Record of early victorian England 1832 to 1844. Falmouth, Cornwall  was the location for quite a gathering of Barclays and Quakers.

"A History of the Barclay Family   - From 1066 to 1924" (only about 125 copies) Part I published 1924 , written
by The Rev Charles W Barclay.  Covers primarily Gloucestershire Barclays from Roger de Berchelai who came from Normandy with William the Conqueror in 1066 and is noted in the Domesday Book in 1086.
Part II written by Lt-Col Hubert F Barclay contains info on the Scottish Barclays and other Engish Barclays.
Part III also written by Lt-Col Barclay published in 1934. Some info on US Barclays:  David Walthamstow in the American War of Independence.  Alexander Barclay of Philadelphia. contract for the purchase of East New
Jersey in 1685. Privately Published 1933 also by The St Catherine Press, Stamford St, London

"Barclay's Apology" by Robert Barclay
Per Dean Driday's modern english version 1967 library of congress 67-18796 says this was first published 1676
n Latin and in english in 1678.  The edition I have is dated " From Ury, 25th November in the year 1675"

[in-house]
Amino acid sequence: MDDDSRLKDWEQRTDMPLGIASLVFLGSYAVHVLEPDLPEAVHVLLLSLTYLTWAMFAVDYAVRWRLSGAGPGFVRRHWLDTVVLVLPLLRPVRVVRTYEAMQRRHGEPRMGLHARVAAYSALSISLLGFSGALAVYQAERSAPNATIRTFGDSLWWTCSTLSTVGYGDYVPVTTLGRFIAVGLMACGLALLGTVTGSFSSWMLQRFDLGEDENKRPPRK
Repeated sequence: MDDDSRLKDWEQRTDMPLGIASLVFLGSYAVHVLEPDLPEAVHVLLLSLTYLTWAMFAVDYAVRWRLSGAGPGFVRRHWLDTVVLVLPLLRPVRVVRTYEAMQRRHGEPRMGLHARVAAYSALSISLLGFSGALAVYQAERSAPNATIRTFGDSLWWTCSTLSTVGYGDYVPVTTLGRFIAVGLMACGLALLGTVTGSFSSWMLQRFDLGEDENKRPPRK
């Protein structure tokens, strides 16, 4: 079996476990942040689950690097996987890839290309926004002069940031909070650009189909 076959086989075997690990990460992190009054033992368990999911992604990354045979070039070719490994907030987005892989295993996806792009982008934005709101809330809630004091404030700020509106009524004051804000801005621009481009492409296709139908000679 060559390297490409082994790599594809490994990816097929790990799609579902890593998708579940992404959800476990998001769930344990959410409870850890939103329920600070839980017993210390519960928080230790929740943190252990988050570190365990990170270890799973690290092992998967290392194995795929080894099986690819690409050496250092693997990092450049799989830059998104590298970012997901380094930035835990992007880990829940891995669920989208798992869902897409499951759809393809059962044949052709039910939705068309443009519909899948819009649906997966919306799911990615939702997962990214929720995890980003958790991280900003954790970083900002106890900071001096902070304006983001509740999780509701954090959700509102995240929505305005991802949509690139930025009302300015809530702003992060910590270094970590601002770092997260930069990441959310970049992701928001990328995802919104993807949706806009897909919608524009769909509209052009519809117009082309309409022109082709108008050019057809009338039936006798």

We also have a dress dated 1865 with a photo of the owner, Fanny Chapman, a forebearer, and we also have the brooch shown in the picture.  Also some Barclay wedding silver of 1865 being a silver cruet with 8 bottles for oil, vinegar etc.  These relate to Barclays in Birmingham, UK."

"John Barclay of Dublin owed the "Barclay Frigate" which was provisioned in Dublin
4-2-1742, and the "Diana" of Dublin, provisioned 2-24-1743. He was allowed shipment
of wheat to Barbados 10-16-1741. It is probable that young Robert took one of these

               vessels, probably the "Barclay Frigate" to the colonies following trouble with his family."
                                     (submitted by TLB Pope from the information of Margaret Barclay)
 Several sources state that Robert completed the voyage to the Barbados and sold the entire cargo, keeping the profits to purchase land in America.

William Barclay  served 6 terms in the House of Representatives and Senate of Alabama.  (wife Mary Rhea)

Archibald Rhea Barclay (son of William Barclay above) was a lawyer and member of the Constitutional Congress and the House of Representatives of Alabama.

Portrait of Commander Robert Heriot Barclay,  28 years, Royal Navy Officer, Commander of
British Naval forces at the Battle of  Lake Erie, September 10, 1813 (War of 1812) and his ship,
H.M.S. Detroit
(as depicted by Peter Rindlisbacher)
Opposing American forces at Lake Erie

The Breeder's Gazette, December 28, 1918